DDJ: Jon, do you have a standard process that guides you when you're designing a new algorithm?
JB: I have long been interested in that question. The primary contribution of my 1976 Ph.D. thesis was a collection of geometric algorithms. Along the way, though, I tried to describe the design process itself. Although I hadn't looked at it for decades before you asked, Section 6.1 on "Principles of algorithm development" seems to have stood the test of time. The principles include generalizing, using high-level and abstract description of algorithms, examining degenerate cases, and employing standard speed-up tricks. Perhaps the most important advice is to read and use Polya's 1945 classic book How To Solve It.
But before you get immersed in the details of designing an algorithm, the most important step is to find out what the real problem is. Column 1 of my book Programming Pearls talks about the importance of speaking to your user to learn exactly what he needs.
DDJ: Algorithm analysis seems different from algorithm design. In what way?
JB: The goal of algorithm design is to develop a good algorithm; the goal of algorithm analysis is to understand how good an algorithm is.
The two activities sometimes proceed hand-in-hand: In classes students typically design an algorithm so that it can be analyzed. In a divide-and-conquer algorithm, for instance, you split the original problem into two equal-sized pieces, solve those recursively, and then marry those subsolutions into a solution to the original problem. A recurrence relation that describes the runtime of the program is straightforward to derive and (usually) to solve.
Sometimes, though, people design algorithms and report that they are fast without analyzing their runtime. What a delightful challenge for an algorithm analyst! I've walked both sides of that street. My most frequently cited paper was for the 1975 ACM Undergraduate Student Paper competition; it introduced multidimensional binary search trees, which Don Knuth called "k-d trees." I described an algorithm for nearest-neighbor searching, but I couldn't even begin to analyze it. Many folks have made great progress on the analysis since then. In 1985, Cathy McGeoch and I published an amortized analysis of the move-to-front sequential search heuristic, which had been around for at least two decades.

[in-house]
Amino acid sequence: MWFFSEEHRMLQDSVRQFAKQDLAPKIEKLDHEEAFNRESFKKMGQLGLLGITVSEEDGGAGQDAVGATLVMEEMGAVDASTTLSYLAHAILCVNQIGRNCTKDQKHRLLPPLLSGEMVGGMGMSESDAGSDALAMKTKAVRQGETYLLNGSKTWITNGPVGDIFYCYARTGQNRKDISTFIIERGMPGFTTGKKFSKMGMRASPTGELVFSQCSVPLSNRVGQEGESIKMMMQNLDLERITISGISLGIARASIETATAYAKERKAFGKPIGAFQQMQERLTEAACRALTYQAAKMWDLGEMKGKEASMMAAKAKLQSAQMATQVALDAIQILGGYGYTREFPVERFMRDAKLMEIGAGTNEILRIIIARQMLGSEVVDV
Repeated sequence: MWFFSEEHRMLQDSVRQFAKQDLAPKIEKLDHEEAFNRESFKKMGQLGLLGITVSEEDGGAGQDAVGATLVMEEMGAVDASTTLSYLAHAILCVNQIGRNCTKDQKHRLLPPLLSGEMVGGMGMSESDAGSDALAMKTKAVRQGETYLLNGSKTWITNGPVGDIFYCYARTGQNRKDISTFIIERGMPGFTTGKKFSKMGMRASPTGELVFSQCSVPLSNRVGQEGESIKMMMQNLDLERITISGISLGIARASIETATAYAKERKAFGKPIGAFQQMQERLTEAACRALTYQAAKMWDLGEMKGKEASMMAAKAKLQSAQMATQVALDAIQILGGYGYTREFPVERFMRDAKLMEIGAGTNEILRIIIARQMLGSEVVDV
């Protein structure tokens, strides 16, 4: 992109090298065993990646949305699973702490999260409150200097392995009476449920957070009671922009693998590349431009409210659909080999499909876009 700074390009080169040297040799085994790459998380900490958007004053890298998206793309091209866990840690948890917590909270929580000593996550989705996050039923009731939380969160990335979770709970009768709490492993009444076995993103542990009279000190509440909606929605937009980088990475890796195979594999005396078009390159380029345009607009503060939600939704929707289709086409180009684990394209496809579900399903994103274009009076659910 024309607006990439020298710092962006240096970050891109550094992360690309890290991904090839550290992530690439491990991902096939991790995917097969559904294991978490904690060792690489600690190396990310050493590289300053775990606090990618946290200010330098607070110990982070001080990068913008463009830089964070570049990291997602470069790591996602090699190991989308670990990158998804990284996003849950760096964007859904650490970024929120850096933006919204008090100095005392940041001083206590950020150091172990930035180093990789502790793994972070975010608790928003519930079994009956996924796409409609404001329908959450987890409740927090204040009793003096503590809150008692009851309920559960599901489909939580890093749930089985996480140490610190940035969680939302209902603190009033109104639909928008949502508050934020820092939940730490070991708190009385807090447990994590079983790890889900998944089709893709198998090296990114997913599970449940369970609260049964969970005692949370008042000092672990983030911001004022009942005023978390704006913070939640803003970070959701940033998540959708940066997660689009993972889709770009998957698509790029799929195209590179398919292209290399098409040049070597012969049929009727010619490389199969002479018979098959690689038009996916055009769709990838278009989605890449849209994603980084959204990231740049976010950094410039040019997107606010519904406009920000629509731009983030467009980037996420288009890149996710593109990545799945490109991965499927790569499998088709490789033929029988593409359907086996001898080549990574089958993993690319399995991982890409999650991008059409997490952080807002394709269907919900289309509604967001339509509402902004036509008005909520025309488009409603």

DDJ: You and Doug McIlroy once wrote, "The key to performance is elegance, not battalions of special cases." How would you define "elegance" in this context?
JB: I tried to answer that question in detail in Chapter 3 of Beautiful Code, which was published by O'Reilly last year. My chapter starts with a pretty little program, and then methodically transforms it, step-by-step, to be faster and faster and smaller and smaller. My inspiration was a comment I heard about a great programmer decades ago: "He adds function by deleting code." In this case, I was able to add a great deal of function by deleting (eventually) all the code, so I called my chapter "The Most Beautiful Code I Never Wrote." I can't define programming elegance in a few words, but I do know it when I see it, and I tried to give an example in that chapter.
DDJ: Joshua Bloch, a student when you taught at Carnegie Mellon, said when discussing a bug in a binary search program that, "It is hard to write even the smallest piece of code correctly, and our whole world runs on big, complex pieces of code." Thoughts?
JB: You left out an important piece: It was a substantial bug in a program that I had written, and that was published widely over two decades earlier! My first thought therefore was, "Ouch!" Programming is a fun, exciting, challenging task, and Josh taught me an important lesson about why that is so (and I would expect no less of Josh, who is a particularly fun, exciting, and challenging person). His comment is dead on: Programming is subtle, and we must learn from Edsger Dijkstra to be "humble programmers." We have lots of tools to use: Precise specifications, formal methods, and extensive tests among them. One of the best tools is the eyes of really smart friends, and I am fortunate to know Josh Bloch and to have had him take the time to study my code.
DDJ: Is algorithm design central to any of your day-to-day activities now, or are you working on other things?
JB: Once an algorithms guy, always an algorithms guy. I have long enjoyed the interaction of theory and practice. When I taught at Carnegie Mellon, I was an algorithms researcher who consulted to ground my work in real problems. Now, at Avaya Labs Research, I work on the company's problems, but bring to bear a background in algorithms that is useful surprisingly often. Plus, the company appreciates the long-term value of basic research, and encourages us to prepare for the future. Dig deep enough, and you'll find interesting algorithmic problems at the heart of most real systems.